My Way – April 2012

by David Proudfoot

During the last couple weeks of March, along with the rest of the country, Anglesey basked in some wonderful weather. The glorious sunshine with little or no wind meant a few days afloat with mixed fortunes for our anglers. This early in our season the fishing can be a little bit hit and miss when targeting specific species. However, setting out with a wide selection of rigs and baits can help anglers to a healthy, spring mixed bag.

Setting sail on calm days in March or April is superb and when the anchor is dropped only the sound of fish being caught and banter on deck breaks what can be an eerie silence. Summer time, we often have the roar of jet skis, water skiers and other boats disturbing the silence as the day passes, more so at weekends. At this time of year, similar to mid-week trips, it’s strange to have only the engine of My Way breaking the silence for residents of the marina.

During one memorable trip, with the majority of the 10 rods aboard being novice anglers, we concentrated our fishing inshore around Holyhead Bay. The task ahead of us was to catch any fish that were there and hopefully a good variety of species. The medium tide ensured that we didn’t have to go too heavy on our leads and were able to use a selection of different scratching rigs to tempt a variety of species.

With the ever present dogfish coming to the boat interspersed with some small whiting it was good to see Jodie, one of our female anglers, break rank and show the lads how to catch a thornback ray when she landed her first of this species. At the bow of the boat her sister Freya was happily catching double shots of fish, much to the annoyance once more of the guys, and her catch included our first sea scorpion of the year.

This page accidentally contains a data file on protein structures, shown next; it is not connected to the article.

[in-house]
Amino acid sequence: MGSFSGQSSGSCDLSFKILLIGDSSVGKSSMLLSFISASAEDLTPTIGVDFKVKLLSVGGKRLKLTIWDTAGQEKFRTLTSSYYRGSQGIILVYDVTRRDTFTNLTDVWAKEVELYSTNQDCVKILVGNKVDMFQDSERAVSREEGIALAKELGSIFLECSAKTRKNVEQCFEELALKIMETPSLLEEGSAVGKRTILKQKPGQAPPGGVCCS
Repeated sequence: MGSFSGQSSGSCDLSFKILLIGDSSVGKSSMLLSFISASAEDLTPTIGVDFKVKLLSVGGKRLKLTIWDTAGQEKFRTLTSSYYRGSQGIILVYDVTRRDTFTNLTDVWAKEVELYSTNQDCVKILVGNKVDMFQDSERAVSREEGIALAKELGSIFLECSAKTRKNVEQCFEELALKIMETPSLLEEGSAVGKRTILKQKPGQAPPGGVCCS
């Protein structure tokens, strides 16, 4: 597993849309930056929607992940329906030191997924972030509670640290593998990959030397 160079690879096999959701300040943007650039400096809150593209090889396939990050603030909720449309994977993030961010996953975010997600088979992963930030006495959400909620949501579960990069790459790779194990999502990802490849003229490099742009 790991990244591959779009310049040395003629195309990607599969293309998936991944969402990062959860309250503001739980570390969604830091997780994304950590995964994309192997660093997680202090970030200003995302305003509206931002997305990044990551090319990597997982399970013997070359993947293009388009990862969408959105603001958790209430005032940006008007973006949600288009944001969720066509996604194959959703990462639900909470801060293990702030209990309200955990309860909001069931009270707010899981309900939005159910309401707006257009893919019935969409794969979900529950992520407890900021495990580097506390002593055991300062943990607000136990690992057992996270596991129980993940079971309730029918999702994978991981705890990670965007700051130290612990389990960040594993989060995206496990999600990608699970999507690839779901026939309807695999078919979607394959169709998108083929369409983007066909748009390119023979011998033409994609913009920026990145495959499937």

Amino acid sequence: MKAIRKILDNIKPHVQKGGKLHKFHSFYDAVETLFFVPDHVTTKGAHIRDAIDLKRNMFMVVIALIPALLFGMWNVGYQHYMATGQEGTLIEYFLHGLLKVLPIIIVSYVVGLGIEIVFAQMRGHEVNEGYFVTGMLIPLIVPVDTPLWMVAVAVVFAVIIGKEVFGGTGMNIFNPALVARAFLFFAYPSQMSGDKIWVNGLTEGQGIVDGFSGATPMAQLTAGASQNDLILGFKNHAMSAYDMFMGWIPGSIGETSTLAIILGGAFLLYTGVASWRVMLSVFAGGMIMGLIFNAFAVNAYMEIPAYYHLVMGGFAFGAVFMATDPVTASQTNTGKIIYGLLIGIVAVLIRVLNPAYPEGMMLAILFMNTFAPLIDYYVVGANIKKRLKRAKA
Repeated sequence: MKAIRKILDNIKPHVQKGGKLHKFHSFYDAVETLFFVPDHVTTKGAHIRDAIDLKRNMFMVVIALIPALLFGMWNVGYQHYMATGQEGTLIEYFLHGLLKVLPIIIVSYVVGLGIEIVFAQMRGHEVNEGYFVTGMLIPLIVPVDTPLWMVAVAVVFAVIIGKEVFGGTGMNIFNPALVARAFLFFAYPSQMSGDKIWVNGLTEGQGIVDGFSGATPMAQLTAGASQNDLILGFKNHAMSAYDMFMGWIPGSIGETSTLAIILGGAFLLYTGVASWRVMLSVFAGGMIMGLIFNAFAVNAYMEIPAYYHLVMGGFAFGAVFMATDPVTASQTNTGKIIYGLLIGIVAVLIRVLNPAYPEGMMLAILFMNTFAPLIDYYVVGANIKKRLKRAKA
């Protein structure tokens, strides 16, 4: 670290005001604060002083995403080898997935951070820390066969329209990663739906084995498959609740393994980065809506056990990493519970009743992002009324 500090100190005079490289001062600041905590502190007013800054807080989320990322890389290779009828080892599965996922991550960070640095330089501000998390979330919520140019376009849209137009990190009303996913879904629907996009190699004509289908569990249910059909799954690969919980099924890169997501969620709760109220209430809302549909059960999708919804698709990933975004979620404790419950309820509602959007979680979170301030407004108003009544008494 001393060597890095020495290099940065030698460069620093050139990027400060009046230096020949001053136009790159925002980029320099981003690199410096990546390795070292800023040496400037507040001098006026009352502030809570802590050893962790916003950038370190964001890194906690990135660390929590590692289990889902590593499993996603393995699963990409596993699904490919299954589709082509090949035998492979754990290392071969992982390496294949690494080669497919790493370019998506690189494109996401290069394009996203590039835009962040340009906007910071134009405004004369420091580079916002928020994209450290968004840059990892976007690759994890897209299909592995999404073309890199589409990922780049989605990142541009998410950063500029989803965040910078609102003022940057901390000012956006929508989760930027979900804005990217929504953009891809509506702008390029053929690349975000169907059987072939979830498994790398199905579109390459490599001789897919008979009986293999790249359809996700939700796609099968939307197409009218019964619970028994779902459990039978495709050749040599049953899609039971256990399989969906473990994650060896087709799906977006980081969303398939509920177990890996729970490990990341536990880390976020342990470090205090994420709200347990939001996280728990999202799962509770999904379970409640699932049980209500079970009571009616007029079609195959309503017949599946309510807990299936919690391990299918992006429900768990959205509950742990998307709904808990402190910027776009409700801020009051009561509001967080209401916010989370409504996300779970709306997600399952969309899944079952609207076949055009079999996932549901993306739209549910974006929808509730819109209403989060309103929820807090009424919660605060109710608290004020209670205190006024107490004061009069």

Further excitement was evident on deck when a few plump coalfish came aboard; several of the anglers then stopped everything for sushi. One of the lads had brought along a top quality sushi making kit, rice vegetables and dips and we simply had to provide the fish. I then watched on as in a very professional manner despite rocking boat our chef expertly prepared the raw fish meal. The end product did surprise me as it looked identical to what you see in magazines or online food websites and the food was enjoyed by most of the guests.

This year’s Home International Boat Championship is to be hosted by the Welsh Federation of Sea Anglers. The event brings together some of the best anglers from the four homes nations, England, Ireland, Scotland and Wales, in what should be a hard fought battle, where pride and bragging rights go rightfully alongside the gold medals.

Running from Holyhead, the 2012 event will be fished aboard local charter boats My Way, Spindrift and Empress with Boy Evin as reserve vessel. The anglers will fish both at anchor and on the drift for a variety of species through the catch & release event. Points are then awarded relative to the ease of capture for any of the qualifying species. It was during an official practice day for the Welsh National Boat Angling Team that we had our first couple blondes’ rays in 2012.

The practice was to be used to become accustomed to the tidal strength and differing sea bed, but the unexpected happened when John Traynor lifted his telescopic rod to strike and was soon playing a respectable blonde ray of 13lb.

Our first trip out to deeper waters situated west of Anglesey saw a group of My Way regulars from Wrexham rewarded with a good number of quality spurdog. All that is except organiser Mike and crewman Harry who both took a barrage of abuse from anglers into their 2nd spurdog before our intrepid duo had even hooked into a dogfish.

Many spurs and bull huss made up the bulk of the catch from the deeps, with dogfish adding to the overall numbers of fish landed. With the spurdog weighing an average of 12lb, it was another great start to the season for our offshore exploits. As time goes by rewards for those willing to fish the deep water with heavy leads should also include huss in excess of 15lb and some hard fighting tope.

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